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Never mind that Senate Majority Leader Chuck Schumer is the lead sponsor. Never mind that 68% of Americans support legalizing marijuana, a figure that includes 83% of Democrats and half of Republicans. And never mind that there’s a midterm election coming up in which passage would be an undeniable boost to Democrats’ electoral fortunes.
Despite all that, it seems a foregone conclusion in Congress that a long-awaited, just-released bill to stop the feds from treating cannabis as an illegal narcotic and start treating it as a substance to be regulated and taxed has little chance of passage anytime soon. Instead, the best we can purportedly hope for is that discrete pieces of the very good legislation will get over the hump.
Democrats resisting the sweeping reforms, President Biden included, need to get out of their own way, and Republicans need to get on board. The Drug Enforcement Administration now lists pot as a Schedule I drug, having “no currently accepted medical use and a high potential for abuse.” That’s gobbledygook at a time when 37 states, from the Dakotas to Mississippi and Utah to Pennsylvania, have made it legal for medical purposes, and 19 have made it legal for adults for non-medical use.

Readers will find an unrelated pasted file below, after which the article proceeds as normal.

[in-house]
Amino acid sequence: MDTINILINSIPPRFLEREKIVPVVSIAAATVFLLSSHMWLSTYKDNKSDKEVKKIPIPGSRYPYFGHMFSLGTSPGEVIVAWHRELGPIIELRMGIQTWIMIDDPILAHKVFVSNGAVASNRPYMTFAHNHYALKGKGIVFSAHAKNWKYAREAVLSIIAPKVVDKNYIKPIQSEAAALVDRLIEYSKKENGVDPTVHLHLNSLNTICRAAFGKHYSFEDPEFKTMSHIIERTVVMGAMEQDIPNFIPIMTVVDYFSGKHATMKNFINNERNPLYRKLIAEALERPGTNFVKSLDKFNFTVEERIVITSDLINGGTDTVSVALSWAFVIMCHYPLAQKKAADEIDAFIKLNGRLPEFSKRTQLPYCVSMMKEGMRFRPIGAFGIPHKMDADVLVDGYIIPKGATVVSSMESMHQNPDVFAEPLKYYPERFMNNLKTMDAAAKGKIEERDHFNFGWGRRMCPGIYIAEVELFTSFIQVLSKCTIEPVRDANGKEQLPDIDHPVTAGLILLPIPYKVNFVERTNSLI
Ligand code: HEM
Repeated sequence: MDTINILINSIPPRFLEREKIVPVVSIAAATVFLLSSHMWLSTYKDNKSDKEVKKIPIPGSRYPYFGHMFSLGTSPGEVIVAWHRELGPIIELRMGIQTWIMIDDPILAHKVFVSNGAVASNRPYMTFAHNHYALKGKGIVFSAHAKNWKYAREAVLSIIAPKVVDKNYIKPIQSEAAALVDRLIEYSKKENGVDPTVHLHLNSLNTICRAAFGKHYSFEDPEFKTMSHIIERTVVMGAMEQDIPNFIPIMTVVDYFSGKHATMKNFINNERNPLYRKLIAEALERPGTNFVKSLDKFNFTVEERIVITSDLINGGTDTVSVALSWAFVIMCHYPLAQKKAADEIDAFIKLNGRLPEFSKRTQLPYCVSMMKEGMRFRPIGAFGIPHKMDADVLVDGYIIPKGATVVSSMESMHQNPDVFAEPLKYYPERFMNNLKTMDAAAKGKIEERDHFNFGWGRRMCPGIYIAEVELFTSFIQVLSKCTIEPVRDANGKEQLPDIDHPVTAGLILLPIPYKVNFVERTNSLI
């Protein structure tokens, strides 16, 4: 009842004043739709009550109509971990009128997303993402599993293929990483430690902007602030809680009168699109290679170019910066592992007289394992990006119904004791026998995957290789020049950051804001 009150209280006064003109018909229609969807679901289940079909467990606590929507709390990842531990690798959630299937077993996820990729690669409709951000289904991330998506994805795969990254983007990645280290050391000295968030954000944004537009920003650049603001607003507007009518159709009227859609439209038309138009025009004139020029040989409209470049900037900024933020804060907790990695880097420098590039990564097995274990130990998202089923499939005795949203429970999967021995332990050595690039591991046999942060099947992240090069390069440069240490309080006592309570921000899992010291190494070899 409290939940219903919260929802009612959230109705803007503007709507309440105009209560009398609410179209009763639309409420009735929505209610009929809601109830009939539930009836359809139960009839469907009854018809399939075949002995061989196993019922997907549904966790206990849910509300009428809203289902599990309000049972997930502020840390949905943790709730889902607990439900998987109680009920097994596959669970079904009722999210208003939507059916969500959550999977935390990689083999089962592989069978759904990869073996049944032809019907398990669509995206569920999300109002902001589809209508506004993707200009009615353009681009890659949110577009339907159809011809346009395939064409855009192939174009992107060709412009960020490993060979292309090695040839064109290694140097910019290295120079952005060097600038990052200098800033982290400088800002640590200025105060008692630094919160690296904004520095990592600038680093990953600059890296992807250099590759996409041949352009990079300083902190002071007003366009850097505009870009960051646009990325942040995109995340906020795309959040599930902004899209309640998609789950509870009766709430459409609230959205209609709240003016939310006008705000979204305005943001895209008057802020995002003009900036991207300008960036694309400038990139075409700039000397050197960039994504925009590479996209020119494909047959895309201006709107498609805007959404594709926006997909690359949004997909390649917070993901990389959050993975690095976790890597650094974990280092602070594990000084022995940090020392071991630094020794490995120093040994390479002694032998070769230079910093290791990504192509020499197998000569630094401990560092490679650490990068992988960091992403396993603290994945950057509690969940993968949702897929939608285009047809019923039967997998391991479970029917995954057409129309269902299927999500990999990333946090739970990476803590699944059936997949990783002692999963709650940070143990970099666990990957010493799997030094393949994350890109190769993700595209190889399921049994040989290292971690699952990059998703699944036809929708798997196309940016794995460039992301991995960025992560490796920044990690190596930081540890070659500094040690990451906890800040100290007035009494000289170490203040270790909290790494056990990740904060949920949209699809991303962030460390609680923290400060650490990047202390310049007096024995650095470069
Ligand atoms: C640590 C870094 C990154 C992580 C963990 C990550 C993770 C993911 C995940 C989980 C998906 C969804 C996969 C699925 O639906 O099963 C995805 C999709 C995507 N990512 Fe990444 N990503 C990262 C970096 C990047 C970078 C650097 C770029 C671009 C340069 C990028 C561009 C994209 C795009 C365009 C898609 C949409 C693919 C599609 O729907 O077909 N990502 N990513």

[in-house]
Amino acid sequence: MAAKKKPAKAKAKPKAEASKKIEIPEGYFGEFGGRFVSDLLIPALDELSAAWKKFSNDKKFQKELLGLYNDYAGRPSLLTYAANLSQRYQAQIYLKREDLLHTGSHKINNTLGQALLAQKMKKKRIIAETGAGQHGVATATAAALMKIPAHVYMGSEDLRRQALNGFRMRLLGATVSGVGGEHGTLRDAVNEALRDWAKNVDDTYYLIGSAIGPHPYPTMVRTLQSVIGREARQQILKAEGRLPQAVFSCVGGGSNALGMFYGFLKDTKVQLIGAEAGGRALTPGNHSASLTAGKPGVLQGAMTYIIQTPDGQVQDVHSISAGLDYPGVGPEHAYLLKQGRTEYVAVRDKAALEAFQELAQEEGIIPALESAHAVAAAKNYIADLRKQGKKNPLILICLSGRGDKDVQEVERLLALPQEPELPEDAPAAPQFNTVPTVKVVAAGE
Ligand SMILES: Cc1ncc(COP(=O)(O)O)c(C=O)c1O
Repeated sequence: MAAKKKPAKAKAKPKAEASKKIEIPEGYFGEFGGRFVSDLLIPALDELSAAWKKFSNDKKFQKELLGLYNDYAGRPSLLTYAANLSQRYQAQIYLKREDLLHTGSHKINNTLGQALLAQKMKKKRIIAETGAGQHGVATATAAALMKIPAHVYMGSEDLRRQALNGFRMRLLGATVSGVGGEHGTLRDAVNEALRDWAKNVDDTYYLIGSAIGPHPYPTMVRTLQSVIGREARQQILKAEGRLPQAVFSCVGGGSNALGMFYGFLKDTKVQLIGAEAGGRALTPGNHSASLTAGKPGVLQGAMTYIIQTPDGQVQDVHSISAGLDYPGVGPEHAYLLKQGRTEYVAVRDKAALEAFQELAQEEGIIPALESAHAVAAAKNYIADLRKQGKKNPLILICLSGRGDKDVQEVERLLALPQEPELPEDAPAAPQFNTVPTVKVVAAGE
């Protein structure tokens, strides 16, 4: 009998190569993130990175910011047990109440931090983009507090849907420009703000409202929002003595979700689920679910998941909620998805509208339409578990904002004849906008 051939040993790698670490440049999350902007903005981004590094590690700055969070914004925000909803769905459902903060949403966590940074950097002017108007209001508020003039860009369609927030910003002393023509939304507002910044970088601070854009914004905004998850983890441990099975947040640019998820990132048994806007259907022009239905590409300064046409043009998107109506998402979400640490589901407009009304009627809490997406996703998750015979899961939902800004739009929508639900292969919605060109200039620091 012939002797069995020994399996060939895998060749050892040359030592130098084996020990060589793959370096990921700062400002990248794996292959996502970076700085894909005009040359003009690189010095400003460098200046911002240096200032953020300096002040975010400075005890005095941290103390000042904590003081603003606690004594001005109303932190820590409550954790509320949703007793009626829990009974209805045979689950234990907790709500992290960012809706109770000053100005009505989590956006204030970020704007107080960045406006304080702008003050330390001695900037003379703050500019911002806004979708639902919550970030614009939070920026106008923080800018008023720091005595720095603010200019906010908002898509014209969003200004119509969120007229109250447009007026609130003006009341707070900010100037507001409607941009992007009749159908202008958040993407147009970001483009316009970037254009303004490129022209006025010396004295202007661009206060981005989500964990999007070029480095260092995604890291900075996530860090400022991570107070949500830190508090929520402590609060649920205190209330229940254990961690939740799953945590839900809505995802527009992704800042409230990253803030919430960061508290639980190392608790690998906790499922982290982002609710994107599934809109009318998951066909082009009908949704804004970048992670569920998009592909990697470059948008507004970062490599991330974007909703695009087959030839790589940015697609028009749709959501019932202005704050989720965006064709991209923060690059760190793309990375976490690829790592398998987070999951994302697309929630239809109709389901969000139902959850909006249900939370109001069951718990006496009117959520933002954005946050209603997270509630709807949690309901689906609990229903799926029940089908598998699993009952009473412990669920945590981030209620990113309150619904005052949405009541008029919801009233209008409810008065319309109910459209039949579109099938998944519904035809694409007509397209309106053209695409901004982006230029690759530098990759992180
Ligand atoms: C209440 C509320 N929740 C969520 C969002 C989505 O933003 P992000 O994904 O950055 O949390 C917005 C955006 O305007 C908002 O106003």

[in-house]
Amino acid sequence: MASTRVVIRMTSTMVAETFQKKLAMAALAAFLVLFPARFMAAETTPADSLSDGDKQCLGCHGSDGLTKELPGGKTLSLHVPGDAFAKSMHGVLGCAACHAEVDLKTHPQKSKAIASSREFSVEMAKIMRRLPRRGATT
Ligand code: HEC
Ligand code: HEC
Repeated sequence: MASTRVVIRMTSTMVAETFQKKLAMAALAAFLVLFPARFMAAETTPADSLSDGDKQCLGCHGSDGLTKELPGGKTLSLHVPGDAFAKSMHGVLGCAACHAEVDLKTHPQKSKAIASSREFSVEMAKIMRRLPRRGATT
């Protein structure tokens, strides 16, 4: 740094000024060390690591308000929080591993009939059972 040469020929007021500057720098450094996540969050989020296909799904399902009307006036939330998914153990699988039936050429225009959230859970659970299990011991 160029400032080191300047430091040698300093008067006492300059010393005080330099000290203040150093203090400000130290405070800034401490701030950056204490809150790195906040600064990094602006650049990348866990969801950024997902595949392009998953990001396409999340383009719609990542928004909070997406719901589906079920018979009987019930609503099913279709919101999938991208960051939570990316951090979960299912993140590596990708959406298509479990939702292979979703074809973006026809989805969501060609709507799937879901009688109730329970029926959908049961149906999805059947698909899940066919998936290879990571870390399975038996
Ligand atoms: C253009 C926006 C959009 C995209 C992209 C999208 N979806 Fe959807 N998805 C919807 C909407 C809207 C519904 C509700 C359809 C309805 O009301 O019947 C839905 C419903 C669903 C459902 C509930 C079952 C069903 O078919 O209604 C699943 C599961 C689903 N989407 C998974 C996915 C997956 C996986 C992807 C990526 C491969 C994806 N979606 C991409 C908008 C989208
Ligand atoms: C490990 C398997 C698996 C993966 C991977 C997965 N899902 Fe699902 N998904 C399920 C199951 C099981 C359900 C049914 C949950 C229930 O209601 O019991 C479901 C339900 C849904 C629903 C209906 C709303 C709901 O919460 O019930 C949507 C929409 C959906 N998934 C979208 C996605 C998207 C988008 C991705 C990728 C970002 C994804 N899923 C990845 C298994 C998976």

Schumer’s legislation, coauthored with Sens. Cory Booker and Ron Wyden, would decriminalize cannabis and remove it from the DEA’s naughty list. It would expunge federal cannabis records and set up grant programs for small-business owners from communities disproportionately hurt by past drug laws.
Simultaneously, it would tend to concerns of those worried about cannabis abuse by bolstering enforcement against illegal cultivation, preventing the marketing of the substance to minors, and requiring the U.S. Department of Transportation to research and develop a nationwide standard for marijuana-impaired driving. That last measure could prove of value in New York, which remains a step behind on this front.
A government genuinely responsive to its people would’ve legalized and regulated pot long ago. Instead, we’re asked to settle for scraps while out-of-touch politicians slowly snap out of their funk.